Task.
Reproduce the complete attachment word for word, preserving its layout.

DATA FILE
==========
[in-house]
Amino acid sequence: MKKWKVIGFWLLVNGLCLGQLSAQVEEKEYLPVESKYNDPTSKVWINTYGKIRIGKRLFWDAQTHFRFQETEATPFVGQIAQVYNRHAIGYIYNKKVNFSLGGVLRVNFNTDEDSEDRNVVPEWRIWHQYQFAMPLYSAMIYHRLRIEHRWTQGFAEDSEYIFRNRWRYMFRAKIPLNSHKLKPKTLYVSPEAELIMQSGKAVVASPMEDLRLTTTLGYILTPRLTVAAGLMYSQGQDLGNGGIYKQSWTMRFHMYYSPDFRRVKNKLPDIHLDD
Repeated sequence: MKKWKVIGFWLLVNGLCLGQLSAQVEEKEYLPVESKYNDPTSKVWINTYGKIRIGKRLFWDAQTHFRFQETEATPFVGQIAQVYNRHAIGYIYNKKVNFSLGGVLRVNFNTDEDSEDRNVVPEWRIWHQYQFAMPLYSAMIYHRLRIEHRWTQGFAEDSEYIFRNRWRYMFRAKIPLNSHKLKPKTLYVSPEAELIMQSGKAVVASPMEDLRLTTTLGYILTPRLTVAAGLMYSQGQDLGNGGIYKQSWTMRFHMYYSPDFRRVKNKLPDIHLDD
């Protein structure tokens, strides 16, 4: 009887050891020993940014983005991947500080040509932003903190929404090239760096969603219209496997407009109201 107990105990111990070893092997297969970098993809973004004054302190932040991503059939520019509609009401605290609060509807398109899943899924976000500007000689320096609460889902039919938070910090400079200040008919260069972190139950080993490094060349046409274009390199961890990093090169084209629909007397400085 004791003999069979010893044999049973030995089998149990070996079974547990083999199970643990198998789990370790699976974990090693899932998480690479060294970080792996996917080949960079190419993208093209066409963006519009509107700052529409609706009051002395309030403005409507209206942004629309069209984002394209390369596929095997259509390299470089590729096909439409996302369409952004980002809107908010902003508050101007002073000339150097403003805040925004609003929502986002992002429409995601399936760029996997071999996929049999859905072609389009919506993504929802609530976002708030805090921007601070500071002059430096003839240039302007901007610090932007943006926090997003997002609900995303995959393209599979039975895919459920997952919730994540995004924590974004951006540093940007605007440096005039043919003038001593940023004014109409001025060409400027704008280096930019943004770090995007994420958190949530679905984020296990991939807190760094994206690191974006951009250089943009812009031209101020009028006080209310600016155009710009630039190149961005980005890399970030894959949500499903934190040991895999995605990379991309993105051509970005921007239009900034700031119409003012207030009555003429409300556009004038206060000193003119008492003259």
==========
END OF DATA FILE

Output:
[in-house]
Amino acid sequence: MKKWKVIGFWLLVNGLCLGQLSAQVEEKEYLPVESKYNDPTSKVWINTYGKIRIGKRLFWDAQTHFRFQETEATPFVGQIAQVYNRHAIGYIYNKKVNFSLGGVLRVNFNTDEDSEDRNVVPEWRIWHQYQFAMPLYSAMIYHRLRIEHRWTQGFAEDSEYIFRNRWRYMFRAKIPLNSHKLKPKTLYVSPEAELIMQSGKAVVASPMEDLRLTTTLGYILTPRLTVAAGLMYSQGQDLGNGGIYKQSWTMRFHMYYSPDFRRVKNKLPDIHLDD
Repeated sequence: MKKWKVIGFWLLVNGLCLGQLSAQVEEKEYLPVESKYNDPTSKVWINTYGKIRIGKRLFWDAQTHFRFQETEATPFVGQIAQVYNRHAIGYIYNKKVNFSLGGVLRVNFNTDEDSEDRNVVPEWRIWHQYQFAMPLYSAMIYHRLRIEHRWTQGFAEDSEYIFRNRWRYMFRAKIPLNSHKLKPKTLYVSPEAELIMQSGKAVVASPMEDLRLTTTLGYILTPRLTVAAGLMYSQGQDLGNGGIYKQSWTMRFHMYYSPDFRRVKNKLPDIHLDD
């Protein structure tokens, strides 16, 4: 009887050891020993940014983005991947500080040509932003903190929404090239760096969603219209496997407009109201 107990105990111990070893092997297969970098993809973004004054302190932040991503059939520019509609009401605290609060509807398109899943899924976000500007000689320096609460889902039919938070910090400079200040008919260069972190139950080993490094060349046409274009390199961890990093090169084209629909007397400085 004791003999069979010893044999049973030995089998149990070996079974547990083999199970643990198998789990370790699976974990090693899932998480690479060294970080792996996917080949960079190419993208093209066409963006519009509107700052529409609706009051002395309030403005409507209206942004629309069209984002394209390369596929095997259509390299470089590729096909439409996302369409952004980002809107908010902003508050101007002073000339150097403003805040925004609003929502986002992002429409995601399936760029996997071999996929049999859905072609389009919506993504929802609530976002708030805090921007601070500071002059430096003839240039302007901007610090932007943006926090997003997002609900995303995959393209599979039975895919459920997952919730994540995004924590974004951006540093940007605007440096005039043919003038001593940023004014109409001025060409400027704008280096930019943004770090995007994420958190949530679905984020296990991939807190760094994206690191974006951009250089943009812009031209101020009028006080209310600016155009710009630039190149961005980005890399970030894959949500499903934190040991895999995605990379991309993105051509970005921007239009900034700031119409003012207030009555003429409300556009004038206060000193003119008492003259």